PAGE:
“The last bastion of the misfit”
This International Women’s Day St James put on a comedy night with two popular and exciting female comedians. Gina Yashere’s and Jojo Smith’s unique, often raw, comedy made for a great night and left the crowd in stitches. I was lucky enough to interview them and asked about their pasts, their views on the contemporary comedy scene and what plans they have for the future.
The St James’ stage was not the first that these two comics had shared. Jojo tells me how she gave Gina one of her first open spots at the venue The Boardwalk: “Remember The Boardwalk? [Gina] turned up, ‘I’m ready, I’m here.’ I went, ‘There’s no audience. Nobody’s come.’ [She] didn’t drink or anything ‘cos I was about to say, ‘Oh there’s a little bit of alcohol and stuff downstairs’ and [she] just said, ‘Oh right,’ and turned round and walked out.”
At this point Gina admitted “I don’t remember that.”
Jojo continues, “We saw each other on the set. Very rare, especially in those days, two women put together but because we’re black and white. We can’t both be talking about periods. So you know, we would both get on the same bills quite a lot.”
“And then I supported Gina on her Skinny Bitch tour and did the video thing at Hackney MTV.” Gina adds, “And you did my show at Croydon. That was the next tour. That wasn’t even Skinny Bitch. That was the following tour a few years later.” Thinking back Jojo muses, “ I remember that one being a brilliant gig.”
Prompted by the occasion of International Women’s Day I asked them if they felt gender inequality on the comedy circuit in recent years. Jojo tells me that, “It’s worse than it ever was because they’re not trying to be politically correct anymore. When I was a kid, female comedians had to be very sexy and very slinky and very slim and very elegant and there was a woman called Marti Caine. [She was] how female comedians had to look. They could be as silly as they wanted but they had to have a long frock on. Now we have all those women who all have writers and stylists and often they have stylists before they have writers. TV has gone right back you know. When Jo Brand appeared on TV it was like, ‘Wow! Normal people. She’s normal. Look at her – she’s overweight; she’s not that good looking’…” Gina interjects, “Well, that was what comedy was supposed to be. Comedy was the last bastion of the misfit. It was people who were not cool, not the best looking who got to do comedy and that was our thing. Now it’s gone the way of music where it’s all about youth and looks.”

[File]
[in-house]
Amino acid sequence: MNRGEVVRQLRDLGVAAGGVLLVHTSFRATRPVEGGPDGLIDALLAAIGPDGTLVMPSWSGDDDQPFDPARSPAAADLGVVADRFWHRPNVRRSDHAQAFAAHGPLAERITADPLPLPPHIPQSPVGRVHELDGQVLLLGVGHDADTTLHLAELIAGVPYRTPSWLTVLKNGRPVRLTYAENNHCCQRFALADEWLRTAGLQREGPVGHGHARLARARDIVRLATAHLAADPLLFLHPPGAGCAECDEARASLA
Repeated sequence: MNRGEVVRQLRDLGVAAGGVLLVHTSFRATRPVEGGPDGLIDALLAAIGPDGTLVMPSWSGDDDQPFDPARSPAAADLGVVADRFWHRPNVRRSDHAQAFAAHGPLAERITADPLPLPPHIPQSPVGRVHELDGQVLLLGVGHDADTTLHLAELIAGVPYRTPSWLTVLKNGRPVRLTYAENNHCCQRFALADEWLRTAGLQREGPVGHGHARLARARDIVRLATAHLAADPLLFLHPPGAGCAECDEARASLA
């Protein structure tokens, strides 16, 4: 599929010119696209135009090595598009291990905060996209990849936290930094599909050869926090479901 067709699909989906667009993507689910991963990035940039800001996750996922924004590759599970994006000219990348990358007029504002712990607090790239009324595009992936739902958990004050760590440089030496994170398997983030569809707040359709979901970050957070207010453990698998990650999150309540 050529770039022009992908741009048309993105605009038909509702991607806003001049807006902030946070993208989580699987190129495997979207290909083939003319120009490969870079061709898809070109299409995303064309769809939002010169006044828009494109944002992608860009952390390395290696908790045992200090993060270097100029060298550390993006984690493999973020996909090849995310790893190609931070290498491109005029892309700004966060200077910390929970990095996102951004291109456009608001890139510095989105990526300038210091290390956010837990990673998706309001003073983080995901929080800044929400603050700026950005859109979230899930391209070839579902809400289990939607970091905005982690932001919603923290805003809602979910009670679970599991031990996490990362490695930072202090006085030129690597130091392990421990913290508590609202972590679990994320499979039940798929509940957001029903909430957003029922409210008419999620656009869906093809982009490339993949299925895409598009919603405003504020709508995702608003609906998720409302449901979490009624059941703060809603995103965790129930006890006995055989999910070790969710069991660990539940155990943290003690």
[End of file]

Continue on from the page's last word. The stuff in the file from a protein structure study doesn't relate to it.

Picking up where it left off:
Prompted by this trip down memory lane, I asked Gina about the exciting news that she has just started writing her autobiography. She explained to me how she came to start writing it: “The whole thing started ‘cos I used to do the Throwback Thursdays on Instagram. I’d throw up a picture of me and I’d put the story behind that picture and people just kept going, ‘Wow! You’ve had such an amazing life – you know you should write a book,” and after several people saying that I started making little notes in my phone and started collecting those Throwback Thursdays to remind me. And then an agent in New York followed me on Instagram and he was a literary agent and yeah he just called me up and said, ‘You interested in writing a book?’ and it just went from there.”
As for how she’s finding writing about her life, “It’s very cathartic. Stuff is just pouring out of me. It’s weird I didn’t think I could write a book… But I’m writing it. It’s great! I’m enjoying it, whether it’s going to be any good or not…” She laughs and trails off.
Almost the opposite Jojo Smith started off her working life as a journalist in her own punk fanzine. Without any professional training she joined the two punk fanzines of the time, “There was Sniffin’ Glue and there was Gary Crowley’s The Modern World or something. But Sniffin’ Glue was the one everybody knew and that was all you’d do. You’d just cut and paste and, you know, make a magazine.”